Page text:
The hodgepodge and density of Belle Chasse, strip malls, industry, a 12-story rusted-out railroad gantry for lifting track out of the way on the intracoastal canal. I ask Frenchy if, since he just got off a plane, all this is as ugly as I see it now, and he says yeah, it looks just like Lake Charles. Over the bridge, more girders and dredging and trucks with mysterious pump-engine-contraptions on the back, but the river and city before us, the blood-red sun in our faces, the swirl and scramble of highway exits running over each other. We’ve gotten to know the French Quarter a little in the last year and quickly found a place to park. A perfect night, the summer odor of the city not rising yet, artists with their paintings hung on the fence, chatting with visitors, people sitting in folding chairs in front of the cathedral. A quick beer at Lafitte’s Blacksmith Shop, timber joists overhead, real character, but the piano singer flat and awful, the jukebox blaring over her voice—purposely?
I have to duck and contort my body to get in the door through the hanging bead curtain and door. The door shuts mysteriously behind me. The lady tells me she’d done many things in her life, had worked behind the bar at a downtown hotel for 17 years, doing palm- and card-readings part time, but now she is past 70 and does it like this, full time. She looks a bit like my 95-year old stepmother. My indications: Long life, but many will have it, she says, what with technology and all. I do have a double life line, which means I get second chances when I mess things up. Her hands are warm and dry, feel good. She doesn’t use tarot cards, she says; Marie Leveau herself used playing cards, it was the hippies that popularized tarot. She has me cut the deck, in threes, and pick three cards with my left hand and slide them to her for reading. It’s all positive. She tells me voodoo started as a Black version of Christianity, that it’s misunderstood, and that the person who cursed me not only will not influence my fate but will get that negativity rolled back 10 times over. On the last hand there are three kings, and she cheers and rises a little off her seat. My children will be very well off financially, especially the one son, though the other will shine in other ways. She sees a young woman, perhaps a granddaughter, who will be a terrific success.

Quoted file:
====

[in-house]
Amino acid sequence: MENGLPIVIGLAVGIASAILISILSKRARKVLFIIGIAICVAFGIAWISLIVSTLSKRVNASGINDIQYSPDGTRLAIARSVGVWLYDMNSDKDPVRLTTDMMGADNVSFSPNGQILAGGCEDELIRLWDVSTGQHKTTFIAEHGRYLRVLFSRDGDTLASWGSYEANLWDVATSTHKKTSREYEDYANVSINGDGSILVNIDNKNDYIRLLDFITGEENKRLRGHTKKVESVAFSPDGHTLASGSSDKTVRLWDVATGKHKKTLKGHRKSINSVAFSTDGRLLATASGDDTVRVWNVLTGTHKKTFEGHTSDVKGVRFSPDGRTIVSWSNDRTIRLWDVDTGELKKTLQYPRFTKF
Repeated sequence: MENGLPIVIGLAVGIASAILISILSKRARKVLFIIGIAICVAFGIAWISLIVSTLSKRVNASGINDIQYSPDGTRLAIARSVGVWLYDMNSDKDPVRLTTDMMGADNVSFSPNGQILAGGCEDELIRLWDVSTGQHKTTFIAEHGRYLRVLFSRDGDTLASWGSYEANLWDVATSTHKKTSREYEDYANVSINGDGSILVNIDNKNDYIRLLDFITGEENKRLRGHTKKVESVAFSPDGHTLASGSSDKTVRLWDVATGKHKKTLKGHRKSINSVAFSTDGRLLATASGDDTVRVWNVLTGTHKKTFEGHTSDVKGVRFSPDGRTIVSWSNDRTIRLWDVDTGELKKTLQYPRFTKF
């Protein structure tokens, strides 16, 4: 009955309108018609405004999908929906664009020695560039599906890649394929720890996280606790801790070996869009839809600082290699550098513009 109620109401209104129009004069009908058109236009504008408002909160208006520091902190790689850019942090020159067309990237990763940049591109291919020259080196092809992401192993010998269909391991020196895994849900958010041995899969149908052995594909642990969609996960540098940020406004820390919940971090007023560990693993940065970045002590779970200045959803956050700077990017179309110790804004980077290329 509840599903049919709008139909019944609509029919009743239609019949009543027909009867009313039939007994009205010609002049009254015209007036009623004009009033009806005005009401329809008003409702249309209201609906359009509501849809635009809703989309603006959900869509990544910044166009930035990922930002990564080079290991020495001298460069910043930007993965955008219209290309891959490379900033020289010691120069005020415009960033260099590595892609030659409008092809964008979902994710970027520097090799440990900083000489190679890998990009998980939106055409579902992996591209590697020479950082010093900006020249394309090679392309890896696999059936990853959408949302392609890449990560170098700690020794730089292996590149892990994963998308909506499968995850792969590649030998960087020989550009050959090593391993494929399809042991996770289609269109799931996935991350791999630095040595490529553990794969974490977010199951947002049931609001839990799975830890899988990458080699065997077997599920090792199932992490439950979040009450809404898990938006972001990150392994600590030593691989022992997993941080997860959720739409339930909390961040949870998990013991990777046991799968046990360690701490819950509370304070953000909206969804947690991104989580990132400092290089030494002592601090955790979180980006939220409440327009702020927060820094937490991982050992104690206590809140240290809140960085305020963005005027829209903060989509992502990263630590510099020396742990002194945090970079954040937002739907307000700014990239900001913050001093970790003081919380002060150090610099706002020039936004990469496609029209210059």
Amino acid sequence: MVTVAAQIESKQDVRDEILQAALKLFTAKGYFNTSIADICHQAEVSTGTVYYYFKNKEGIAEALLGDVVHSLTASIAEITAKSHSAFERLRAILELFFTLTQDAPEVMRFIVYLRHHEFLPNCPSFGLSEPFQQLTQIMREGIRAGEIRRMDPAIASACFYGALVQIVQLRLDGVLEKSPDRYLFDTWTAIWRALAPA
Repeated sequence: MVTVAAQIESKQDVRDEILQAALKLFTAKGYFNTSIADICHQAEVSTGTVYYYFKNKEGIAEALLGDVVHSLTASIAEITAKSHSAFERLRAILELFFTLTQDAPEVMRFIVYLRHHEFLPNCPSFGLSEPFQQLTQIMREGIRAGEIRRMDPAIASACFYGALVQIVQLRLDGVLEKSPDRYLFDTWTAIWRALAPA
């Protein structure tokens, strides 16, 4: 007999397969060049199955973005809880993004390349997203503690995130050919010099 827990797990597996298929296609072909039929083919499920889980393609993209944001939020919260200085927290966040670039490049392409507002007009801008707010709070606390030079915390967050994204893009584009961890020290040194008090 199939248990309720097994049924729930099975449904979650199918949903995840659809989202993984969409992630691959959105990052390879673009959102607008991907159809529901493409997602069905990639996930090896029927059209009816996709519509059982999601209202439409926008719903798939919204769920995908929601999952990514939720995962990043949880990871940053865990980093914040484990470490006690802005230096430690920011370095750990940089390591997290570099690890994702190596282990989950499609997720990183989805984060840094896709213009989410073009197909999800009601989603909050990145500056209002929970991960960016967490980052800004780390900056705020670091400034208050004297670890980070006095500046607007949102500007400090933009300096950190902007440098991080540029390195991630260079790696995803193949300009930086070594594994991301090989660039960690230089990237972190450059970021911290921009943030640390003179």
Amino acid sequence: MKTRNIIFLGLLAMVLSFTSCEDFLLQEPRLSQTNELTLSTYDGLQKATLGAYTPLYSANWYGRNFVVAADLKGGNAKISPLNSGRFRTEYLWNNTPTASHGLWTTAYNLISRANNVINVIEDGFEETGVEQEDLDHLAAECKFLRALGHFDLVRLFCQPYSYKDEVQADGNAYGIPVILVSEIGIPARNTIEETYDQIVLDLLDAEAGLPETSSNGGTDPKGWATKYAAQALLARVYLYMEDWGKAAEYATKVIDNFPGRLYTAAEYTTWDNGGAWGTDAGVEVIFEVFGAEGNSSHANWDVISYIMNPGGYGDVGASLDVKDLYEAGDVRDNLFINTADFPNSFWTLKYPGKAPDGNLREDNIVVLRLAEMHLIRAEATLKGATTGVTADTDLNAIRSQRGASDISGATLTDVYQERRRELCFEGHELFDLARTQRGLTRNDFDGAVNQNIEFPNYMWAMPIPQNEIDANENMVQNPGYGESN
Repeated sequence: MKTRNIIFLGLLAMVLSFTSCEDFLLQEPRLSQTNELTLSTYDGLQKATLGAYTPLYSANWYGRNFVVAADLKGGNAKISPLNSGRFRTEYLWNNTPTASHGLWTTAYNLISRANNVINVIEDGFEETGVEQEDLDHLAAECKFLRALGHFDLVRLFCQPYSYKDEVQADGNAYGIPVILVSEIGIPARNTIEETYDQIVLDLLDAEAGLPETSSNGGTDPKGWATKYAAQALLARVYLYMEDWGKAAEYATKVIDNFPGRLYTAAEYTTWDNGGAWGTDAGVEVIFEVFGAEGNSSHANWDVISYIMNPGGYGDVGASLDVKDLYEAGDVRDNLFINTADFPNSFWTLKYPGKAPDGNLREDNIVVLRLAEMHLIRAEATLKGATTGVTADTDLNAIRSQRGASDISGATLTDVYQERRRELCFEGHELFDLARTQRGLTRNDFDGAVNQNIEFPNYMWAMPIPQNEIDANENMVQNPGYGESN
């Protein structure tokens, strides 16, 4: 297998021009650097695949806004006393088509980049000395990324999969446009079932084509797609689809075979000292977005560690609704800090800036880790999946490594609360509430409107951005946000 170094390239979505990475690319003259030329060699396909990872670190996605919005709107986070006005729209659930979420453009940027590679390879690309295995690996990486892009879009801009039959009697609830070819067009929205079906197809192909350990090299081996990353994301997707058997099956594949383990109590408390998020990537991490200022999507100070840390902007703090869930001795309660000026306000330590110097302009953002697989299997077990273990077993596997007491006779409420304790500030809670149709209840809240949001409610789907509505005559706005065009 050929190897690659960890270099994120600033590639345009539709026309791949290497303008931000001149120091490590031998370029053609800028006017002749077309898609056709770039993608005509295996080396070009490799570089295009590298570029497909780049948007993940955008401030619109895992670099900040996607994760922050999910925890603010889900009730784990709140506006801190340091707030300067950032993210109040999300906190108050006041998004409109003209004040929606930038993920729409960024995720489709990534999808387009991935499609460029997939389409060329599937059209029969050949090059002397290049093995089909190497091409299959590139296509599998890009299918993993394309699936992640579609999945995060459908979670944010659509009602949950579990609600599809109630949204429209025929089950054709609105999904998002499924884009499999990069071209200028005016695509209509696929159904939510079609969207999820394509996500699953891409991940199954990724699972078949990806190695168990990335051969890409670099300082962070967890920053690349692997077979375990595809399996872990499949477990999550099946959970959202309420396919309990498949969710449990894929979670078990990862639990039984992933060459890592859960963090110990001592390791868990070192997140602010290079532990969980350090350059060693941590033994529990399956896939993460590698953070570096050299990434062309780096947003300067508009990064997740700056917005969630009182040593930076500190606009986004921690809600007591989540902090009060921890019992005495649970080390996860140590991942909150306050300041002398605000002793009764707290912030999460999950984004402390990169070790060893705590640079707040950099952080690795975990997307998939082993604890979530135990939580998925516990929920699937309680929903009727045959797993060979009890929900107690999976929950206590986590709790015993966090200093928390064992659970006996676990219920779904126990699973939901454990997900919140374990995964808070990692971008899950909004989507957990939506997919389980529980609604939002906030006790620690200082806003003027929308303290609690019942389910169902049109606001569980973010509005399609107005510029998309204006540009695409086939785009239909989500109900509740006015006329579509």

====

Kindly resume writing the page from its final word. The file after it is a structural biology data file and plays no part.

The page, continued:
I buy a little mermaid doll charm for four dollars, because it has something to do with all this and looked at me like someone I know. On the street I bought a Lucky Dog, in honor of Ignatius. What’s the difference between the five-dollar regular hot dog and the six-dollar Lucky Dog, I ask, since the condiments listed are the same? “It’s lucky,” the man says. Well, why not. All sorts of magical thinking.
It’s very late driving back to the base, through the sodium light dripping tunnel under the canal. Keeping The Beast in the narrow lane is a bit of a challenge, the thing sits so high and bluff, and my progressive lenses, which I chose over bifocals now I’ve reached a certain age, making it hard to find just the right place in the glass to get the right focal length. Sleep, finally, after only 4 hours in the last 36.
“You finally get up?” Frenchy says when I emerge. “I thought you were dead.” I begin to type, and at eight a.m. the Star Spangled Banner on the base loudspeakers. The fire alarm goes off in the whole building. Sitting on the curb with a styrofoam cup of coffee, typing, as a flight of gray fighters dart across the near horizon, low behind the tank farm, and emerge thundering into the sky.